flow if the circuit is closed. This time, however, the current will flow in the opposite
direction, because the wires are passing different poles. An alternating current can
thus be taken from the rings. The curve shown in Fig. 1.17 results if the values of generated voltage are plotted against the corresponding positions of the coil. This is the
familiar sinusoidal waveform of an alternating voltage. Brushes sliding on the collector rings connect the loop to the electric circuit. The machine illustrated in Fig. 1.16 is
a generator of alternating currents.
The voltage in the coil will reverse its direction twice for every revolution of the coil,
just as the water changed its direction twice for every stroke of the pump. The frequency
in cycles per second will then be the same as the revolutions of the coil per second. If the
loop revolves 60 times/sec, the frequency of the voltage will be 60 Hz. The time required
for each revolution, and for each cycle, will be 1/60 sec.
Single-Phase Alternating-Current Generator
This generator has only two slip rings which connect to a simple circuit of two wires. A
generator with only two slip rings is known as a single-phase generator, single phase
meaning that the circuit has only two wires.
Two-Phase Alternating-Current Generator
A generator with another coil or loop placed on the rotating shaft so that the wires
of this loop lie halfway between those of the loop already described and with the
ends of the second loop brought out to another pair of slip rings will generate two
voltages, one in each loop. One loop would be passing through magnetism when the
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Chapter One
Figure 1.18 Voltage waves of two-phase generator.
other would be midway between the poles, and the voltage in one would be a maximum while the other was zero. The voltage in one loop would be ahead of the other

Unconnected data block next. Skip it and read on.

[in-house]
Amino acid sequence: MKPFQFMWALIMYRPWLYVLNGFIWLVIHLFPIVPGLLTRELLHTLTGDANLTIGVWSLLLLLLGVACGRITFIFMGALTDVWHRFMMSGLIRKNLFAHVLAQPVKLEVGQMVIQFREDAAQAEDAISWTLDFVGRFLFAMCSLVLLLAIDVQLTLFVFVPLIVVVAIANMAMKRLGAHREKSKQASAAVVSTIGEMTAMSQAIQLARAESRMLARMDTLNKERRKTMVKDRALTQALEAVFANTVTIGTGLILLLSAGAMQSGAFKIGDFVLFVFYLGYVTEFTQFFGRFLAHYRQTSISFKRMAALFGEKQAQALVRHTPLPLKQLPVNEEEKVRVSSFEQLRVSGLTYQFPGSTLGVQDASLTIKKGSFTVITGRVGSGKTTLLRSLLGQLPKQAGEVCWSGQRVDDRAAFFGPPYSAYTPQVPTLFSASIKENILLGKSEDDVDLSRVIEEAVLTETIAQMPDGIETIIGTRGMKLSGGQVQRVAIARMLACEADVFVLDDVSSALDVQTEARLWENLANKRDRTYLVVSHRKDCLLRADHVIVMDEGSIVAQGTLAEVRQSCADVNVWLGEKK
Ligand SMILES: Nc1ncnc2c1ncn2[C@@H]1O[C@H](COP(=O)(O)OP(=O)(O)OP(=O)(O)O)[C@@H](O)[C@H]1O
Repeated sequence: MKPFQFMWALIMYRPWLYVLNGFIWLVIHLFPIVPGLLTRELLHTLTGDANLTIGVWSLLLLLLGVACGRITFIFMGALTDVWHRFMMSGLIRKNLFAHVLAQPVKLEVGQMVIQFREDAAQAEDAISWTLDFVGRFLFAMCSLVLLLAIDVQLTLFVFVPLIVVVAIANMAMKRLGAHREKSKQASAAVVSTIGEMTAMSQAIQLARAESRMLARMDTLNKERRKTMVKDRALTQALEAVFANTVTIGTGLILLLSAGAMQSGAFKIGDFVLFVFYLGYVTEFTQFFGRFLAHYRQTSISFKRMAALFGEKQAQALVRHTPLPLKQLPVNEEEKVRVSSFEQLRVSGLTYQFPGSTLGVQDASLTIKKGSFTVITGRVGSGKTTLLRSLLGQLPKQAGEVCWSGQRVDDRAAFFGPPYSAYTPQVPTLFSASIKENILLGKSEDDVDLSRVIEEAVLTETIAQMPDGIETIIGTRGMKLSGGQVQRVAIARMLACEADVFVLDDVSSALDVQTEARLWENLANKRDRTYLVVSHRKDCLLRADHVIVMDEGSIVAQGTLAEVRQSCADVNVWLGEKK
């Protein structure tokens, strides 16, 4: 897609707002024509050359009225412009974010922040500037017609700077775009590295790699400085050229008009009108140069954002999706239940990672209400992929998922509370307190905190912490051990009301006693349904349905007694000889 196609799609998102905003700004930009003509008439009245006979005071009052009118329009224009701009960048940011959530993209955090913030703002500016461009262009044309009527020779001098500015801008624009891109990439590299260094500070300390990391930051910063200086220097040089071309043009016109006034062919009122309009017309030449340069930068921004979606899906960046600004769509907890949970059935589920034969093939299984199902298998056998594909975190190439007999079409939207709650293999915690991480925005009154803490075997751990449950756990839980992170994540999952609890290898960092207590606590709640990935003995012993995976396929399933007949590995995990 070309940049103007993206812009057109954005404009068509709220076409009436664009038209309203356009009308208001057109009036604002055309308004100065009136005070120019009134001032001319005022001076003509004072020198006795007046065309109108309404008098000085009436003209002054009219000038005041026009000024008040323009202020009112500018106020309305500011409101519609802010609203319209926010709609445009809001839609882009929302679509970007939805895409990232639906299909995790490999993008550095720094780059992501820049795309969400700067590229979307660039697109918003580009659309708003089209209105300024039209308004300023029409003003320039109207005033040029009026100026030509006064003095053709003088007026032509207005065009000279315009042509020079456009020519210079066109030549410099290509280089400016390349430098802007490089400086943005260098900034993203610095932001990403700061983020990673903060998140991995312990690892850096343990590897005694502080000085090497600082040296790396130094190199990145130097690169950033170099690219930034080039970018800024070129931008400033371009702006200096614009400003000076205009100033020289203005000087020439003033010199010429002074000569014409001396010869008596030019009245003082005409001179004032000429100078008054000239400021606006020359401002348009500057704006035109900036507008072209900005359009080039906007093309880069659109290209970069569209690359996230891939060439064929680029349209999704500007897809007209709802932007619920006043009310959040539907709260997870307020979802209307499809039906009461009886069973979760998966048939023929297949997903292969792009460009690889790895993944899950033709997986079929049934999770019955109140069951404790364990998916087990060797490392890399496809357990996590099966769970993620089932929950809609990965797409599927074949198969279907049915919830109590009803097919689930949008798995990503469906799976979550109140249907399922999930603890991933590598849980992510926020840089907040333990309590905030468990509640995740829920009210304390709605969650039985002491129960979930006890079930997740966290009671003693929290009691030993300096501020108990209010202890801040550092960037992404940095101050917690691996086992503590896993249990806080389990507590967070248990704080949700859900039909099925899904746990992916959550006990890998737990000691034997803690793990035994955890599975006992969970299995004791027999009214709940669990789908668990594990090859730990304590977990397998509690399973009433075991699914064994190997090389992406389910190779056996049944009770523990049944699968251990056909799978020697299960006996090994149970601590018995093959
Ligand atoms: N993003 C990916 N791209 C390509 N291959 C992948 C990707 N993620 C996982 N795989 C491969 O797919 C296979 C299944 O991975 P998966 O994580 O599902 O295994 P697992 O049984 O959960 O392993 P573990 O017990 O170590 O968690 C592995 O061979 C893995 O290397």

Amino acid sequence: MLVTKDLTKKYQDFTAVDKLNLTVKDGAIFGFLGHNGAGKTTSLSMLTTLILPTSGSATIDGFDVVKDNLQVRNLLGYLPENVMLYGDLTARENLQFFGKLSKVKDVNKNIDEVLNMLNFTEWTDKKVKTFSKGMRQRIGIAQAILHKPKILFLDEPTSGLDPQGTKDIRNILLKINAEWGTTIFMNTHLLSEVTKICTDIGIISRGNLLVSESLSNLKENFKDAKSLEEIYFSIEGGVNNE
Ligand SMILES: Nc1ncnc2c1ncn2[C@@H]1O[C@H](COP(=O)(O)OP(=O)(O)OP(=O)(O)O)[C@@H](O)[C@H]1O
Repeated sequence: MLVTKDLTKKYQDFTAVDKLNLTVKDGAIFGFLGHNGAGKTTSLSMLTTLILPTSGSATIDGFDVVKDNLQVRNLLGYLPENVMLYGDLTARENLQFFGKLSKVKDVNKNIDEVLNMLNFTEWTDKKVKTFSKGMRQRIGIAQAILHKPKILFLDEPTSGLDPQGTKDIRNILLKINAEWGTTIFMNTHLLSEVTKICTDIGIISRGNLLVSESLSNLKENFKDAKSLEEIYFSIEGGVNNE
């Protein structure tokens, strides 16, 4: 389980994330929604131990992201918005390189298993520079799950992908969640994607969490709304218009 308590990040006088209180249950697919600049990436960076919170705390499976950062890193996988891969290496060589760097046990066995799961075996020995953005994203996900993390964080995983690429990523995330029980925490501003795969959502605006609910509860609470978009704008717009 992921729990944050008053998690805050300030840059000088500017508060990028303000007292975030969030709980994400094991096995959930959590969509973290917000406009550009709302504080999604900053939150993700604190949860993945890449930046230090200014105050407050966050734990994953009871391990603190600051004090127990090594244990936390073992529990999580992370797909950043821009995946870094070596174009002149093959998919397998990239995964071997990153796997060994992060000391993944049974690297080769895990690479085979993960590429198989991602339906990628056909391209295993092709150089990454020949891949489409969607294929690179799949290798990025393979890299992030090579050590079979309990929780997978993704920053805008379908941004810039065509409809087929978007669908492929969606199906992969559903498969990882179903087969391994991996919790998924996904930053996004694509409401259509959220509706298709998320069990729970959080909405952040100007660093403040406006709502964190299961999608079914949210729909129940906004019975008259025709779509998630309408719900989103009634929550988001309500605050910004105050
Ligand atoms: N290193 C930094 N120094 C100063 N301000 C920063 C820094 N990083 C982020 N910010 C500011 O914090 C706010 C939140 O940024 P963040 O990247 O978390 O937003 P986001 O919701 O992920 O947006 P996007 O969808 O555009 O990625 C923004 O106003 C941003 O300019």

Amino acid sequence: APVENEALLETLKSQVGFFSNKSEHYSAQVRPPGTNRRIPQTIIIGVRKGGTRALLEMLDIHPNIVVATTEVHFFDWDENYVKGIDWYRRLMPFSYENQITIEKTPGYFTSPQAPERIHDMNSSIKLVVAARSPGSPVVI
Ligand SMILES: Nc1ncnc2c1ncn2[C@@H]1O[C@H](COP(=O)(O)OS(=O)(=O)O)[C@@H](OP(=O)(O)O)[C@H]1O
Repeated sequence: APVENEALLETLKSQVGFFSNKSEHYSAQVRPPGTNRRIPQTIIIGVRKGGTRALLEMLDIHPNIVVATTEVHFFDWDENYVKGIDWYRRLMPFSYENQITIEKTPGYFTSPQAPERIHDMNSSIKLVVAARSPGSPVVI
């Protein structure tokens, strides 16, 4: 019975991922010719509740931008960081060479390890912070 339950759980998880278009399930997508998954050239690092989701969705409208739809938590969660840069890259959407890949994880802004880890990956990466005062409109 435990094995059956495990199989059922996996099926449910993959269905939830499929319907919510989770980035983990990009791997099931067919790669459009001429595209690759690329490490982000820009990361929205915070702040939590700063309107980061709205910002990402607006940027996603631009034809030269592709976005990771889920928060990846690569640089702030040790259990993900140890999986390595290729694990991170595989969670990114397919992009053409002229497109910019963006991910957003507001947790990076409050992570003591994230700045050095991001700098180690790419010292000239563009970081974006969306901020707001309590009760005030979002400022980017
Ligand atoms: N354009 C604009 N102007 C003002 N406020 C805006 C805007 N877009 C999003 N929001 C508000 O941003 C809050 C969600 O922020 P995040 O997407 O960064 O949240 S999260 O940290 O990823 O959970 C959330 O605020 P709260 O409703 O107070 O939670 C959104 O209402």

by the time necessary for the shaft to turn through the space separating the coils or,
in this case, one-fourth of a revolution (Fig. 1.18). A machine generating two voltages
is called a two-phase generator. The machine would have four wires leading from it
to make up the two circuits.
Three-Phase Alternating-Current Generator
Picture three coils or loops equally spaced on the shaft of the machine like the two coils
of the two-phase generator. A machine built with three coils and three pairs of collector
rings would obtain three alternating voltages in the three circuits, but each of these
voltages would be a little ahead of the others (Fig. 1.19). The machine would be called a
three-phase alternating-current generator. The cycles per second would again be equal
to the revolutions per second if the machine were of the simple type with only two
poles. The machine would have six slip rings and six wires leading from it, making up
the three circuits.
Figure 1.19 Voltage waves of three-phase generator. The corresponding zero values are
one-third revolution apart.
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Elementary Electrical Principles
It has been found that the sum of the currents at any instant in three of the six wires
is zero. Some of the currents are flowing away from the generator, others are flowing
toward the generator at the same instant, and the net sum of the currents in three wires
is zero. This fact makes it possible to do away with three of the six wires, thus making